Take the 2-minute tour ×
Stack Overflow is a question and answer site for professional and enthusiast programmers. It's 100% free, no registration required.

MathJax is a very nice javascript library to write LaTeX code within an html file. I'm using it in a Wordpress blog and everything works fine when the post is viewed in its actual address. But, the math parts are not rendered in Google Reader and seen as $x=\lefty*(\ b+c right)$ for instance.

The script is loaded with the statement in Wordpress header and it's not included in the RSS file. Even if it is included, Google Reader disables script tags.

Is there a proper way to fix this problem so that the subscribers can see the nicely rendered formulae in their readers?

share|improve this question

1 Answer 1

up vote 3 down vote accepted

You could combine the MathJax Preview feature (see the preRemoveClass option at http://www.mathjax.org/resources/docs/?options/hub.html) with image generator urls, like those detailed at http://stackoverflow.com/questions/516406/latex-equivalent-to-google-chart-api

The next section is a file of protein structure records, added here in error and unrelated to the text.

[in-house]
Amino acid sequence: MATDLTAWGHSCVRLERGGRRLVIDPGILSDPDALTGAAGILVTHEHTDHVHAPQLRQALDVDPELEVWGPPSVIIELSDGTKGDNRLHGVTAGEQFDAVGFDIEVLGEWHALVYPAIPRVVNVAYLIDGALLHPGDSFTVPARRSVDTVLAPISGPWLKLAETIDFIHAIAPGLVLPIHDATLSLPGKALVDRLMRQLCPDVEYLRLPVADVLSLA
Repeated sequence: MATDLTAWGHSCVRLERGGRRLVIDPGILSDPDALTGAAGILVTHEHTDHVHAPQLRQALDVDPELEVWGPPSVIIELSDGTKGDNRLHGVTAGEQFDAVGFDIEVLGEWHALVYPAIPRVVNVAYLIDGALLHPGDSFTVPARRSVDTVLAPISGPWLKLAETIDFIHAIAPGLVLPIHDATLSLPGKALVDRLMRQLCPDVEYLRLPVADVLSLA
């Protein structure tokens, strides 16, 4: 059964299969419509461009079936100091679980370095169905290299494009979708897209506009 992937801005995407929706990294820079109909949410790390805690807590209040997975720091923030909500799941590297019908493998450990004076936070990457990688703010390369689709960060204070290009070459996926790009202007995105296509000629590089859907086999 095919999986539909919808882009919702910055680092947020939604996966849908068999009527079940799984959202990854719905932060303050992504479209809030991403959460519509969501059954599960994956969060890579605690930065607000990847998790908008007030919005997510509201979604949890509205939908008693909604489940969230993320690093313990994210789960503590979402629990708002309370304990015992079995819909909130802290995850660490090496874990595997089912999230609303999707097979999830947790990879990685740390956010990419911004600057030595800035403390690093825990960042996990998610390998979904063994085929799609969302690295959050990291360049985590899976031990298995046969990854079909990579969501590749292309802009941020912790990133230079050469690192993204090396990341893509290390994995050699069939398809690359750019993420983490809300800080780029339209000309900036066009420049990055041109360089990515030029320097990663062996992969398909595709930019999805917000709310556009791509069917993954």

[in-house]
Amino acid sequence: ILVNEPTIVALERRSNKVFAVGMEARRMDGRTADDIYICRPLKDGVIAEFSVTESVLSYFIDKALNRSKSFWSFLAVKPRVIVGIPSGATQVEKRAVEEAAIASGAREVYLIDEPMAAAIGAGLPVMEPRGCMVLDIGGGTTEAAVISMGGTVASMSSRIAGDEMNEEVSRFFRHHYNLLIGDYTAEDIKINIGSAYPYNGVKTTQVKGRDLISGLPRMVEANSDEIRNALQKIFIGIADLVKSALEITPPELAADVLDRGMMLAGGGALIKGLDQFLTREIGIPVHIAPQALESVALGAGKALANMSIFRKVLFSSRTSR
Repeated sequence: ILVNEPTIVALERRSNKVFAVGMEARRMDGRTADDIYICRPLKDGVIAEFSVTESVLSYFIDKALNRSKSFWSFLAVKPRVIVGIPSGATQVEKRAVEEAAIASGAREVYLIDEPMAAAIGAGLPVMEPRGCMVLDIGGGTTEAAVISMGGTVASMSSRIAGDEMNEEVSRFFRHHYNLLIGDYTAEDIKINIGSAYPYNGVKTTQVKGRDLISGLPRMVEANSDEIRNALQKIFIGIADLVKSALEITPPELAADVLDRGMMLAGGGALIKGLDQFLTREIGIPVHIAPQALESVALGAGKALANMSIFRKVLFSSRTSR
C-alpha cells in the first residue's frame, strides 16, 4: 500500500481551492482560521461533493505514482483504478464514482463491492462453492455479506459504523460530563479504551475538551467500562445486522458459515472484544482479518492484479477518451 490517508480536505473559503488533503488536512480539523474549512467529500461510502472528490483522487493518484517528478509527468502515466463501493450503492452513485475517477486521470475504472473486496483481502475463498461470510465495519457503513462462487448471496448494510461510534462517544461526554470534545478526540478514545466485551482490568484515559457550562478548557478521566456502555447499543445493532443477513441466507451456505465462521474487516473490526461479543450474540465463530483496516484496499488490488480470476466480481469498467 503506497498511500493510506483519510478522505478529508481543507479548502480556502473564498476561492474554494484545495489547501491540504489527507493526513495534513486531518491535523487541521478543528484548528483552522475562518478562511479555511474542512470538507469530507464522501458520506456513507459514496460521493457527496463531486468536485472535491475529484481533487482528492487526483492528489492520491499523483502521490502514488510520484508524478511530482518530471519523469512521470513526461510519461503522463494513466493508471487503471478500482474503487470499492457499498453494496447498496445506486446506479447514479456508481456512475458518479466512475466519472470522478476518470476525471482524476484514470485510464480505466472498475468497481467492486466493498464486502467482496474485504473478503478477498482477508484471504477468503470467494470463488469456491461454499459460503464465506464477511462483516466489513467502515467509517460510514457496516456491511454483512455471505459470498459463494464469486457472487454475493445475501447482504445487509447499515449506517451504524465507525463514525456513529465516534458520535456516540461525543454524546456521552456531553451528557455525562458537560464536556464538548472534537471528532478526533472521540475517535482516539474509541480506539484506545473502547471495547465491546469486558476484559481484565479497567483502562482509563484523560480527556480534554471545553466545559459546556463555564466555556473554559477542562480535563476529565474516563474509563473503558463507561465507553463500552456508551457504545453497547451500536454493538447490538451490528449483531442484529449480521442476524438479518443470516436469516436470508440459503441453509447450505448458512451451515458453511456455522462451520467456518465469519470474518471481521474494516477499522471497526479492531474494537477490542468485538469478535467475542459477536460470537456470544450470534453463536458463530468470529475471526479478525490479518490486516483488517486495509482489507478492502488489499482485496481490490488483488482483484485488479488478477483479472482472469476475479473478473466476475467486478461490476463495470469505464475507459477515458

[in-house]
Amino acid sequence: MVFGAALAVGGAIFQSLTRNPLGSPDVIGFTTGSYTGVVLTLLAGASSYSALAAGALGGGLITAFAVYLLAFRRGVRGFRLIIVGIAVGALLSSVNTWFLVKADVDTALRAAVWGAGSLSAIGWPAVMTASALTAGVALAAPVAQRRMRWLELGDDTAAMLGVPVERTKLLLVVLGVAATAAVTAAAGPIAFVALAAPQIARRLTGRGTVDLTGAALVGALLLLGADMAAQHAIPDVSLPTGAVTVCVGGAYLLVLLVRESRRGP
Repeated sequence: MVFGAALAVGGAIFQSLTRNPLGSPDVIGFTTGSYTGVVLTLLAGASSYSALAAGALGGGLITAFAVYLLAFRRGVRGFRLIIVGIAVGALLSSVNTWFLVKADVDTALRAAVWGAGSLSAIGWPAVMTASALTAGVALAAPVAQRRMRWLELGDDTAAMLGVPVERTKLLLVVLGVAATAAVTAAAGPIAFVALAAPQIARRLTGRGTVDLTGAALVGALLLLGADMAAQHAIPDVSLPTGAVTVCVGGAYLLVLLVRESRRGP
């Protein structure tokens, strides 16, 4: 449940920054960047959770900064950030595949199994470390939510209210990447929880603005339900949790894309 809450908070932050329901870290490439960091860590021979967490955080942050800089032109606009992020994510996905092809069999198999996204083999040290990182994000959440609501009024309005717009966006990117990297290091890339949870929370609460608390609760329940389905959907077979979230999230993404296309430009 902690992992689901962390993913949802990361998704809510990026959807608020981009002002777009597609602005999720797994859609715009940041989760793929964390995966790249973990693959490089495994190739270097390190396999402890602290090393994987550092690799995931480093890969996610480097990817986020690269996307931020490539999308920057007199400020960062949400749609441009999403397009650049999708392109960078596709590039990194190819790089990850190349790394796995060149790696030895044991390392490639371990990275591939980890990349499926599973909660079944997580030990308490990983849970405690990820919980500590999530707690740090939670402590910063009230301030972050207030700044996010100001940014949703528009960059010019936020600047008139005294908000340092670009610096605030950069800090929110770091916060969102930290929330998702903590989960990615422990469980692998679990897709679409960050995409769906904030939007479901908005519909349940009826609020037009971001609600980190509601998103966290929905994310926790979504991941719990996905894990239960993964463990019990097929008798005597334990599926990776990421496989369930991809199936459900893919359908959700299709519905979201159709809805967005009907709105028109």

This would require you to start encapsulating your LaTeX in script tags. For instance, the following (untested example) might work:

<span class="MathJax_Preview"><img src="http://chart.apis.google.com/chart?cht=tx&chl=ax^2%2Bbx%2Bc%3D0" /></span>
<script type="math/tex">ax^2+bx+c=0</script>

For more support you should post at:

http://math.stackexchange.com/

MathJax help forum at sourceforge

share|improve this answer
    
I've tried the way you mention and it works out fine, thank you. But the formulae I'm adding to the blog seems to be quite complicated as opposed to simple examples of the ones given in the examples of the related apis. For instance, they contain align tags. It becomes a bit handy to write them again to work on rss feeds. –  petrichor Sep 19 '10 at 17:59

Your Answer

 
discard

By posting your answer, you agree to the privacy policy and terms of service.

Not the answer you're looking for? Browse other questions tagged or ask your own question.